I see it up close when a new employee is hired. If she does not offer the information herself on day one she will certainly be asked a litany of unprofessional questions: Are you married? Do you have a boyfriend? How long have you been together? Where do you live? Do you own? Do you have children? What does your husband do for a living? The goal is to detrmine where she sits on the hierarchy that all women must be measured.
If they determine that she is higher on that hierarchy they will begin the slow and methodical task of tearing her down. This occurs in gossip, passive aggressive comments, taking offence to anything she says, spreading rumours, vindictive behaviour, exclusion, gaslighting.
If women are not striving to get into relationships, they are slowly driving their boyfriends crazy.
Men do not want to get on one knee and put a ring on a woman’s finger. I’m sorry, but we don’t. We don’t want to involve any one in our relationship. I would argue that any secure relationship does not need the approval of the masses. But women have to make it public. And she thinks everyone else’s relationship is fair game for gossip and comparison.
Two of my male friends were groaning one day. Both had recently entered into new relationships and their girlfriends demanded that they follow them on social media. Both men knew what was coming. When I inquired further, they confessed.
She will sift through every single post dating back to 2006 (this is true, I’ve had female friends do this to crushes, not even men they’re in relationships with) and then demand that he start posting photos of them together. If he does not accept her request, because he knows what is coming, she will then accuse him of hiding something. If he is honest about why he does not want to add her to his social media, she will then become hysterical and claim not to be that kind of woman, even calling him a misogynist. Then she will demand that he delete any and/or all photos of him posing with another woman.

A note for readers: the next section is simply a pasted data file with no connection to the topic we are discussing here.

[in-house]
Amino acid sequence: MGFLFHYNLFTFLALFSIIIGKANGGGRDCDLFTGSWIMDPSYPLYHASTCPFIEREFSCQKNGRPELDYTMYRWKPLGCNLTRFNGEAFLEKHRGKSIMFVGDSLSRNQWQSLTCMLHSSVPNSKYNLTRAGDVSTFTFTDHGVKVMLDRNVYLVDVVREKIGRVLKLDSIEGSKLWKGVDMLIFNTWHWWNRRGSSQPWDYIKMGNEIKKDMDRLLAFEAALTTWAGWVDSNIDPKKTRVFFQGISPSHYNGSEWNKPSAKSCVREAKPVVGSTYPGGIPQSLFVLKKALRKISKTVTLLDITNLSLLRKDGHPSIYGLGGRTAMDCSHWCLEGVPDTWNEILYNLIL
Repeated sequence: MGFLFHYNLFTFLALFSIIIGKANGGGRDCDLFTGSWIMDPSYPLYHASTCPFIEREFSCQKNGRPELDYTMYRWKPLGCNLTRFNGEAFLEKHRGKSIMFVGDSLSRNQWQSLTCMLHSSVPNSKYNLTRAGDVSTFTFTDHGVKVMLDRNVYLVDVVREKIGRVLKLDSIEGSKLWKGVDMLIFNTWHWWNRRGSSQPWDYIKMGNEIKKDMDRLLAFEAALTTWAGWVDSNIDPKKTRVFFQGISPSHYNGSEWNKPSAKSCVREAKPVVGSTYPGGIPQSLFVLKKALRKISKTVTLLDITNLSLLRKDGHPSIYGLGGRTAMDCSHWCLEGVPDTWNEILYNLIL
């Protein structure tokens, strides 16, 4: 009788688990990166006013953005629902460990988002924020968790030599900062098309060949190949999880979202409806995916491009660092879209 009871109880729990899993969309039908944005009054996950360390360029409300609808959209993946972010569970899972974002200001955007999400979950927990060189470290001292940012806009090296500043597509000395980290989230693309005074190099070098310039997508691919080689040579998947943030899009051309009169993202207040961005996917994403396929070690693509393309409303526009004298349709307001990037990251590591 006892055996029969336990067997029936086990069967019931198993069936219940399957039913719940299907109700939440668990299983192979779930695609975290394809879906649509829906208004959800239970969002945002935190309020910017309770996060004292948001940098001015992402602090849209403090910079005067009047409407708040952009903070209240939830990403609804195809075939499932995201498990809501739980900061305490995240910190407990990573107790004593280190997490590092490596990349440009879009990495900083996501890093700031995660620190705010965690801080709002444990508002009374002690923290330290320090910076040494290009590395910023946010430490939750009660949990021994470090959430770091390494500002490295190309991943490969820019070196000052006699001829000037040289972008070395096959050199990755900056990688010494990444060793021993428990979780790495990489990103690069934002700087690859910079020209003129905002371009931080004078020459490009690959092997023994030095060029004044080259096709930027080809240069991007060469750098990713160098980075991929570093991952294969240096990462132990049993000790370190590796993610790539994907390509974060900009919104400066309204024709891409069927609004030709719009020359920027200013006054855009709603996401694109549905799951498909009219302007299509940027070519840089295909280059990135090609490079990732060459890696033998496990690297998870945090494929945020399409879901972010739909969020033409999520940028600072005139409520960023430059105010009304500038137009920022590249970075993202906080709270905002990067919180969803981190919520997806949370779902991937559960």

Plastering their relationship all over social media is typically not what most men want. But women do it, because they’re trying to make other women jealous.
Men don’t want to endure a wedding where their girlfriend infatilizes herself by dressing up in white and a tiara. They really don’t. But women need to do this for their mothers, grandmothers, and to show other women that she has worth, and a man wants her!
Often, when a woman is comfortable in her relationship she begins to talk about her husband like he’s a child. This happens especially after real children join their union. I don’t know how many times I’ve been witness to a woman talking down to her husband, whether he was present or not, in front of peers. He’s an idiot, especially after he’s served his purpose: proposing to her, marrying her, impregnating her, etc.
Then there is the topic of sex. I’ve had women admit to withholding sex from their partner for years, even going so far as to schedule sexual appointments. Then, because men are sexual, and need it, they turn to porn to get off. You think their wives would allow them this vice. Oh no. Men are publicly shamed for having watched said porn. But then, if say, he ends up cheating on her, he’s the bad guy, and she’s the victim. If women don’t want to have sex with their husbands, if their husbands are simply too stupid to be naked with, then allow the poor guys to get it somewhere, allow them to watch porn at least! This type of control is enough to drive any patient man insane.
Also, why are women blathering to others about every intimate detail of their relationship? They behave as though there isn’t a partner in their union who may not want everyone knowing his business. Maybe he doesn’t want all your girlfriends knowing his personal information! Maybe he didn’t sign up to have every fault of his used as a weapon.
This is where women are constantly getting away with abhorrent behaviour. They are endless victims. Yet I don’t see where they are victims. They are using this victimology to empower themselves, so that they can get away with deplorable actions. Simply to get their way.
These thoughts are considered controversial. But they’re not untrue. Sure they’re generalizations, but they are common enough that we should be having frank conversations about what’s really happening between the sexes.
Men don’t care what women wear. Women care. Women care what other women wear. Women are tearing each other down not because of the patriarchy, but because they are by nature, like men, competitive.
Men typically argue, fight and get over it. They can even be friends after. Women hold grudges forever. In previous jobs I’ve held, women have held grudges against colleagues for decades, over the slightest of grievances. Often, in my observation it’s for the simple reason that one woman believes the other is happier.
If we’re going to talk about toxic masculinity, please let’s talk about toxic femininity. Let’s stop pretending that women aren’t holding each other back. Let’s acknowledge that for most of us, our most psychotic experiences have involved a woman.